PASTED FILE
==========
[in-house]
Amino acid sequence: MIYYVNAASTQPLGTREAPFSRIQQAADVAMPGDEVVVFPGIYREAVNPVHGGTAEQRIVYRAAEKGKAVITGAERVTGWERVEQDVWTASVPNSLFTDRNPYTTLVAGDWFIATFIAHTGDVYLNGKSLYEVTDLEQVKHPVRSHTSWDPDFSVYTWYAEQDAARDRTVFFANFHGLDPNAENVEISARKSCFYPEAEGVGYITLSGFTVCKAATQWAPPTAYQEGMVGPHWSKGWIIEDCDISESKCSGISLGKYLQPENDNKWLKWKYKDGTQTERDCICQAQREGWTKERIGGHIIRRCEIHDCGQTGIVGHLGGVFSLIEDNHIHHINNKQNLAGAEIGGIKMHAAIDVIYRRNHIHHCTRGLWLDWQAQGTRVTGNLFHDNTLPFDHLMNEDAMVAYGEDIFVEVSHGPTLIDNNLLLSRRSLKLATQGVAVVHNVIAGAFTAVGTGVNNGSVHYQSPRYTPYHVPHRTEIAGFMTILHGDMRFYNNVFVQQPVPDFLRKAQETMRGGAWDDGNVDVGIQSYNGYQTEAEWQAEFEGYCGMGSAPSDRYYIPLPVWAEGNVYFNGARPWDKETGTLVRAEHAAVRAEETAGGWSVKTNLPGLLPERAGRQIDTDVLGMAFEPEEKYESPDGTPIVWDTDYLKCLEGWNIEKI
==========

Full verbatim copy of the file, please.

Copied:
[in-house]
Amino acid sequence: MIYYVNAASTQPLGTREAPFSRIQQAADVAMPGDEVVVFPGIYREAVNPVHGGTAEQRIVYRAAEKGKAVITGAERVTGWERVEQDVWTASVPNSLFTDRNPYTTLVAGDWFIATFIAHTGDVYLNGKSLYEVTDLEQVKHPVRSHTSWDPDFSVYTWYAEQDAARDRTVFFANFHGLDPNAENVEISARKSCFYPEAEGVGYITLSGFTVCKAATQWAPPTAYQEGMVGPHWSKGWIIEDCDISESKCSGISLGKYLQPENDNKWLKWKYKDGTQTERDCICQAQREGWTKERIGGHIIRRCEIHDCGQTGIVGHLGGVFSLIEDNHIHHINNKQNLAGAEIGGIKMHAAIDVIYRRNHIHHCTRGLWLDWQAQGTRVTGNLFHDNTLPFDHLMNEDAMVAYGEDIFVEVSHGPTLIDNNLLLSRRSLKLATQGVAVVHNVIAGAFTAVGTGVNNGSVHYQSPRYTPYHVPHRTEIAGFMTILHGDMRFYNNVFVQQPVPDFLRKAQETMRGGAWDDGNVDVGIQSYNGYQTEAEWQAEFEGYCGMGSAPSDRYYIPLPVWAEGNVYFNGARPWDKETGTLVRAEHAAVRAEETAGGWSVKTNLPGLLPERAGRQIDTDVLGMAFEPEEKYESPDGTPIVWDTDYLKCLEGWNIEKI